The members of the Racial Justice Working Group of the Data Curation Network (DCN) as well as other DCN volunteers collectively submitted feedback on the on the draft of “Cultural Proficiencies For Racial Equity: A Framework,” created by the Joint ALA/ARL Building Cultural Proficiencies for Racial Equity Framework Task Force.
The following is an excerpt from the response:
We appreciate the opportunity to comment and reflect on the framework. Overall, we think this is a good first draft. Some very positive elements stood out: the organization of the framework is simple and digestible, and the sample tasks for engagement are direct and simple.
We, the authors of this letter, are a group of data stewardship professionals. We are white academics, many of whom identify as cisgender. We are not experts in racial justice, and preface our feedback with a request to consult expertise within library and information science, and pay for their labor.
Before we move to specific feedback, we have some general concerns about the shape and purpose of this document. After reading it closely, we were unsure what the framework is attempting to achieve. Is it a framework for cultural competencies for racial equity? If so, it does not accomplish that. Is it an argument for cultural competencies? If so, it partially accomplishes this while also muddying the waters. Is it a framework to guide the development of cultural competencies? If so, we are concerned about how the framing would hinder development.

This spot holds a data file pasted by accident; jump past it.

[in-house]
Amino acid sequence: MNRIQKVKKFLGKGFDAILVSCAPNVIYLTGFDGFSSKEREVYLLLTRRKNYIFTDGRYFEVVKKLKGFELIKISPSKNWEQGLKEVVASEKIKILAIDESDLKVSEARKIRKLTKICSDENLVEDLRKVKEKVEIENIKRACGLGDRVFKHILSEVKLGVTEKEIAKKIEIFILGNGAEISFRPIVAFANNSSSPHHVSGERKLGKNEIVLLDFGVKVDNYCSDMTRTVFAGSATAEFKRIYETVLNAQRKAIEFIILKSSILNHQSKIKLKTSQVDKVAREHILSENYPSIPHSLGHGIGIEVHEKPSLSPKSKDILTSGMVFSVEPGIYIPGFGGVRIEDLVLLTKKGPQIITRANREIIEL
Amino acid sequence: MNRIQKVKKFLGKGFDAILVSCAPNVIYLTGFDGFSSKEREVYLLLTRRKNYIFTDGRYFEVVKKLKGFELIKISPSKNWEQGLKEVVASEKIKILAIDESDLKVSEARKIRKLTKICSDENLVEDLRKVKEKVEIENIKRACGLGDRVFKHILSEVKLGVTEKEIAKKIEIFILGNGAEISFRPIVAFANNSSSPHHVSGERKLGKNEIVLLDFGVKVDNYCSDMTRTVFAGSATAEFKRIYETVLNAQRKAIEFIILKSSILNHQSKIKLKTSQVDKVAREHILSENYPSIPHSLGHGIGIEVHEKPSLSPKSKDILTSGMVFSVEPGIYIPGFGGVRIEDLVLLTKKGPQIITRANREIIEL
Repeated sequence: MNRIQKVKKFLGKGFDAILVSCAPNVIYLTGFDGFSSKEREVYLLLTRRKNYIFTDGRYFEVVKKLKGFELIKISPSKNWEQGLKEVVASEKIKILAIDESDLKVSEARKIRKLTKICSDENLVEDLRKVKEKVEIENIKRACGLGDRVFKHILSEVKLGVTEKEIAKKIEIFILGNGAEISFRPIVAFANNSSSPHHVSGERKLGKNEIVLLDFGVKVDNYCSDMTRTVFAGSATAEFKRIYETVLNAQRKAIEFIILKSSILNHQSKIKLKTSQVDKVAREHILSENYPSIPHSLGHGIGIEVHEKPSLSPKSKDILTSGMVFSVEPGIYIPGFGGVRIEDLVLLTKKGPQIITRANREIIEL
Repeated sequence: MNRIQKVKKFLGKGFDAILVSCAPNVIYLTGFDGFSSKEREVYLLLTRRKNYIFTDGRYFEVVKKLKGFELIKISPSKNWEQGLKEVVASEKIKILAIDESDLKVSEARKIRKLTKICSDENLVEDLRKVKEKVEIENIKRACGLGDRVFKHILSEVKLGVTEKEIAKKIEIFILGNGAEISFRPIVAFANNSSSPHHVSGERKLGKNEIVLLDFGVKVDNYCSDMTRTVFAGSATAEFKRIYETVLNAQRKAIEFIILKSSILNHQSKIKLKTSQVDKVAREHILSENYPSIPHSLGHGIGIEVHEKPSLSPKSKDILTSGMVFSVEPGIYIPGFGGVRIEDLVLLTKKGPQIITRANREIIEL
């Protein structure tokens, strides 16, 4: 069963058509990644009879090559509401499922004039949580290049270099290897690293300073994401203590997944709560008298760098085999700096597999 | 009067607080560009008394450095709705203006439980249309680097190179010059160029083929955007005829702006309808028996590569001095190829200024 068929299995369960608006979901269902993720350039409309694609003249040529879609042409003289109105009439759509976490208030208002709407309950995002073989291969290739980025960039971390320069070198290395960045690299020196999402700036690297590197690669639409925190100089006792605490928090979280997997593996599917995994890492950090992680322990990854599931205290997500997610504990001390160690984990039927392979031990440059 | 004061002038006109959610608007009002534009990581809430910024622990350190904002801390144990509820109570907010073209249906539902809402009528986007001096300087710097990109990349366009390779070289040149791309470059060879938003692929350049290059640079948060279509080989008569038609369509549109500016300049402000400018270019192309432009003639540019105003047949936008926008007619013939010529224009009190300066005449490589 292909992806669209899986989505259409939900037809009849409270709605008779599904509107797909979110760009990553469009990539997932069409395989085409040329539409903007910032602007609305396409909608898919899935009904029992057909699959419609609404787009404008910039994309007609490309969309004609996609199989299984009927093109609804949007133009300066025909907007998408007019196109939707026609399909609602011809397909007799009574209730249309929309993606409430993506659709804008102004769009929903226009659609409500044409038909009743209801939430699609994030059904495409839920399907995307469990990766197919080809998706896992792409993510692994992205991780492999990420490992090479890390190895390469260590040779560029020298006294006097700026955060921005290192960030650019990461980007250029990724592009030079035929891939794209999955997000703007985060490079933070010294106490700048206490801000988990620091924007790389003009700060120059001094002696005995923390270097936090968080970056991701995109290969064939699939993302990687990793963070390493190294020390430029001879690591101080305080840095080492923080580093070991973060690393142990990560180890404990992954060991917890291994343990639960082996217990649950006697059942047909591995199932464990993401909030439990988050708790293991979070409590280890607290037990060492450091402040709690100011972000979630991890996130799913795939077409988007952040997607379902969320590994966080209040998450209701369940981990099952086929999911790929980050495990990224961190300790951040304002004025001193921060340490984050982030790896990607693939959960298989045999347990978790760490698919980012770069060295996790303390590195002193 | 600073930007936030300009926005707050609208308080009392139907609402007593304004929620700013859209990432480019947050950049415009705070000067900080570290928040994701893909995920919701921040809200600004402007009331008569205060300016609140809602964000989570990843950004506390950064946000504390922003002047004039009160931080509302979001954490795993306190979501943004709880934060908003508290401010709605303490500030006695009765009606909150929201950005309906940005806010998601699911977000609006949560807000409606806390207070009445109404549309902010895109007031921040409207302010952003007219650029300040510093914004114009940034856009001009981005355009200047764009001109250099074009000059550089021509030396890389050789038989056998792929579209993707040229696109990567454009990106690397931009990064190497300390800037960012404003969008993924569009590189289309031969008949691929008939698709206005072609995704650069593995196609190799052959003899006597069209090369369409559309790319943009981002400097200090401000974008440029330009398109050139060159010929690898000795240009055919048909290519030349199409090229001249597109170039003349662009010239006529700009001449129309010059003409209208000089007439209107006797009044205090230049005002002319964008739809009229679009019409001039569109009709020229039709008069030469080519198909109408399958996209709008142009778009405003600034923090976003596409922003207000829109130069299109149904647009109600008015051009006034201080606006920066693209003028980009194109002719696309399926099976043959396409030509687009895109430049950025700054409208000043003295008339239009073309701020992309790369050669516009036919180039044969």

It would be worth clarifying the intended audience, and, related to concerns expressed below, the position from which the document is written. Would racially marginalized library workers feel that this document has a coherent understanding of what it’s like to work in an overwhelmingly white workforce whose standards of professionalism are derived from white cultural norms? Or is a document like this another exemplar of those unmarked (i.e. white) professional norms?
To read the full response, please access the letter from the Data Curation Network collection in the University of Minnesota’s institutional repository, available at: https://hdl.handle.net/11299/226573